What Are Your "Energizers" at Work?

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Every job has frustrations – no question about that! But problems become bearable when they are balanced by activities that excite, motivate, or energize us. Mentally put your work on a balance scale, imagining all the frustrations piled up on one side. Now think of the “energizers” that help to offset those aggravations.

Look at the list below. Check the things that motivate you. Are you getting enough of them? Which ones don’t matter to you? Can you find any patterns to the things that turn you on or turn you off?

  • Being given difficult assignments
  • Social activities with co-workers
  • Travel opportunities
  • Occasional lunches with your manager
  • Having time to work alone and concentrate
  • Clear expectations from your manager
  • Having time to plan your work
  • Learning more about the business
  • Receiving an award
  • Talking about work with your manager
  • Serving on committees
  • Not serving on committees
  • Having good work publicly recognized
  • Working jointly on projects with others
  • Being able to work independently
  • Having authority to make decisions
  • Having variety in your work
  • Belonging to work-related organizations
  • Sharing ideas and opinions with management
  • Taking on new assignments
  • Making the workplace attractive and comfortable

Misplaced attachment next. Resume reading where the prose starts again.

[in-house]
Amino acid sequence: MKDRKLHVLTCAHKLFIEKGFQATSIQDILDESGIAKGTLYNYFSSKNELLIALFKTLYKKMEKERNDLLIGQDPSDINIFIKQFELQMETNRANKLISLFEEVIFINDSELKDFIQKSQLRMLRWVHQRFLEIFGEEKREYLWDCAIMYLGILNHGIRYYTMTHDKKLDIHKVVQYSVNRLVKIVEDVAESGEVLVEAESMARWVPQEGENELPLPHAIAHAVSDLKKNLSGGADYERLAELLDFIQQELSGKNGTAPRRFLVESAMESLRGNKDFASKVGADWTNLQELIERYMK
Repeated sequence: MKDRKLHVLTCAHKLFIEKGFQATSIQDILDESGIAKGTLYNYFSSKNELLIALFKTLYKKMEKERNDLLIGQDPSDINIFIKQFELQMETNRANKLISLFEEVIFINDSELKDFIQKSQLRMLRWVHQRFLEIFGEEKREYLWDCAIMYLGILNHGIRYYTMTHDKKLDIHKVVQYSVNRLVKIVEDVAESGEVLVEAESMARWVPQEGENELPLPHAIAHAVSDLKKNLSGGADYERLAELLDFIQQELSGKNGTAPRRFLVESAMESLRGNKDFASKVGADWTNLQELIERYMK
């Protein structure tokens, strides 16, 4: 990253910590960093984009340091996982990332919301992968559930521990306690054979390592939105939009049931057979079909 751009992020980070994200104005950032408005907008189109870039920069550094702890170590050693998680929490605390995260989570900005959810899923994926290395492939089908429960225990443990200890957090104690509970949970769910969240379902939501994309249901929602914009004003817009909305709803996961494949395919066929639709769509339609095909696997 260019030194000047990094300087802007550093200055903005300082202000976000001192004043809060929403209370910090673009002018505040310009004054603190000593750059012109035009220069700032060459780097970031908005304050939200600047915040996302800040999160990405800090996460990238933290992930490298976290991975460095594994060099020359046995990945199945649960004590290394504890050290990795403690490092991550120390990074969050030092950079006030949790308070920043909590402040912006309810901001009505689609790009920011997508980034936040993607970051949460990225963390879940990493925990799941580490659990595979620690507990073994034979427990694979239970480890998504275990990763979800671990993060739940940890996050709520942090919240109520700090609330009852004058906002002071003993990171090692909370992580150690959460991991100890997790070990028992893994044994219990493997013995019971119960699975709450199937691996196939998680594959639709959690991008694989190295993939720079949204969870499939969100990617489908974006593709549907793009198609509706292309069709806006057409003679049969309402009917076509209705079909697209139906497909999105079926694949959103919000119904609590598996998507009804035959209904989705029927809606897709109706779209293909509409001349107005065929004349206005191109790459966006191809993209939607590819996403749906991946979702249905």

• Having contact with customers
  • Recognition for loyal service
  • Having your manager drop by to chat
  • Recognition for your accomplishments
  • Ability to take time off
  • Opportunities to be creative
  • Going to lunch with co-workers
  • Participating in community service activities
  • Making speeches or presentations
  • Contact with upper management
  • Solving challenging problems
  • Organizing department parties and events
  • Planning a new project
  • Doing research on a subject or project
  • Having clearly-stated goals
  • Helping to train new employees
  • Having close relationships with co-workers
  • Having the freedom to make changes
  • Contact with people from other departments
  • Being given a leadership role
  • Looking for ways to increase efficiency


If the problems in your job are outweighing the motivators, then it’s time for a change. You either need to improve your current situation or find a better one.

Managers: Use this list to think about motivating your employees. The old saying “different strokes for different folks” is very true. Not everyone is turned on by the things that inspire you, so consider which “energizers” might appeal to each person who reports to you. In fact, give them the list and ask them!